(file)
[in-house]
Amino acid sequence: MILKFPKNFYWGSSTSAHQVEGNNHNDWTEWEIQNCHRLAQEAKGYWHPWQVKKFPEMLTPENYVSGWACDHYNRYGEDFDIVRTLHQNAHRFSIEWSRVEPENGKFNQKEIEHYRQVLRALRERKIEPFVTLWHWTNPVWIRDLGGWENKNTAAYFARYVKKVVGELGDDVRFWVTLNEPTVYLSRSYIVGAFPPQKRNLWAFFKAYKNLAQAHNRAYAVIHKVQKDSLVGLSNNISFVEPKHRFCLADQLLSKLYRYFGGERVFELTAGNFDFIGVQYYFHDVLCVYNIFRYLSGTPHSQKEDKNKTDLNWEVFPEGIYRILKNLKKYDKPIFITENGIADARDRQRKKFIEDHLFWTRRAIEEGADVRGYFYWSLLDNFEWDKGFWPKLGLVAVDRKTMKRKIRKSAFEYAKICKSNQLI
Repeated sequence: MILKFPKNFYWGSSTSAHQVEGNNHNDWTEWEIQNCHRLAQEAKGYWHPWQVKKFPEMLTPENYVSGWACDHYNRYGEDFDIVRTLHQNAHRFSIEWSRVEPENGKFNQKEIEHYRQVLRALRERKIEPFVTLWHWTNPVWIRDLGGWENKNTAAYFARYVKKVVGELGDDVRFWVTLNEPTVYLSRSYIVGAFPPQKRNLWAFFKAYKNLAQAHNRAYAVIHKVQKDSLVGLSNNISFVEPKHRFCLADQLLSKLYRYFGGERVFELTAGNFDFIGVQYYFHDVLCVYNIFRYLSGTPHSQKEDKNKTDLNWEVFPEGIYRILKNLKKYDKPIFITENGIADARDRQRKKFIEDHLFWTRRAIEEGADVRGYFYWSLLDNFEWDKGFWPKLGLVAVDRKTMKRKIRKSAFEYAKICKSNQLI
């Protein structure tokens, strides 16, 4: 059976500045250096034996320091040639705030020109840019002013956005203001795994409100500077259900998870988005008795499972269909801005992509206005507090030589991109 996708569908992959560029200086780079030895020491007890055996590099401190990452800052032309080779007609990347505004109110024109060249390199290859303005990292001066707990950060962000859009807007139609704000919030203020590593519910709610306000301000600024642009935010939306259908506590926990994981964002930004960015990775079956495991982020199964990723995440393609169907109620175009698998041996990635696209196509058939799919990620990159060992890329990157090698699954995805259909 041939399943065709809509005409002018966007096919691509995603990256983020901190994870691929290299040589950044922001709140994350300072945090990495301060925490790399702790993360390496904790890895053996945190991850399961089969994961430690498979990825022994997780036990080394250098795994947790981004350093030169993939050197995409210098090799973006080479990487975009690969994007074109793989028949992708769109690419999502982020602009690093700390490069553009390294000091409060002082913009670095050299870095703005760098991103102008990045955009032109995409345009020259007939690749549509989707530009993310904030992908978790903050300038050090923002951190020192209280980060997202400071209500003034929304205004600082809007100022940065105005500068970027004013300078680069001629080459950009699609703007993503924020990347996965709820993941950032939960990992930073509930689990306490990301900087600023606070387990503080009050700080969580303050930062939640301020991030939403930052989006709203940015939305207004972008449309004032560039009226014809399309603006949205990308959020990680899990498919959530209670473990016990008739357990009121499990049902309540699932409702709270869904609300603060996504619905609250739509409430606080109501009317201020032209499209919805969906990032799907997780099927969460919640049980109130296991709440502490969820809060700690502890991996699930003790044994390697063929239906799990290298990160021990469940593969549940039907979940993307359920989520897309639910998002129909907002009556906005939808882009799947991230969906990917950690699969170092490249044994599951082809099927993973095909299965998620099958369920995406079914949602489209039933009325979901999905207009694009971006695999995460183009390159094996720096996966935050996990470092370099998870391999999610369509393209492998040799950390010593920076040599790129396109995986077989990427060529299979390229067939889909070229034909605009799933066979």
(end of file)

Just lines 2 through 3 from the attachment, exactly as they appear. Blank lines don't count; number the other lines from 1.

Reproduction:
Amino acid sequence: MILKFPKNFYWGSSTSAHQVEGNNHNDWTEWEIQNCHRLAQEAKGYWHPWQVKKFPEMLTPENYVSGWACDHYNRYGEDFDIVRTLHQNAHRFSIEWSRVEPENGKFNQKEIEHYRQVLRALRERKIEPFVTLWHWTNPVWIRDLGGWENKNTAAYFARYVKKVVGELGDDVRFWVTLNEPTVYLSRSYIVGAFPPQKRNLWAFFKAYKNLAQAHNRAYAVIHKVQKDSLVGLSNNISFVEPKHRFCLADQLLSKLYRYFGGERVFELTAGNFDFIGVQYYFHDVLCVYNIFRYLSGTPHSQKEDKNKTDLNWEVFPEGIYRILKNLKKYDKPIFITENGIADARDRQRKKFIEDHLFWTRRAIEEGADVRGYFYWSLLDNFEWDKGFWPKLGLVAVDRKTMKRKIRKSAFEYAKICKSNQLI
Repeated sequence: MILKFPKNFYWGSSTSAHQVEGNNHNDWTEWEIQNCHRLAQEAKGYWHPWQVKKFPEMLTPENYVSGWACDHYNRYGEDFDIVRTLHQNAHRFSIEWSRVEPENGKFNQKEIEHYRQVLRALRERKIEPFVTLWHWTNPVWIRDLGGWENKNTAAYFARYVKKVVGELGDDVRFWVTLNEPTVYLSRSYIVGAFPPQKRNLWAFFKAYKNLAQAHNRAYAVIHKVQKDSLVGLSNNISFVEPKHRFCLADQLLSKLYRYFGGERVFELTAGNFDFIGVQYYFHDVLCVYNIFRYLSGTPHSQKEDKNKTDLNWEVFPEGIYRILKNLKKYDKPIFITENGIADARDRQRKKFIEDHLFWTRRAIEEGADVRGYFYWSLLDNFEWDKGFWPKLGLVAVDRKTMKRKIRKSAFEYAKICKSNQLI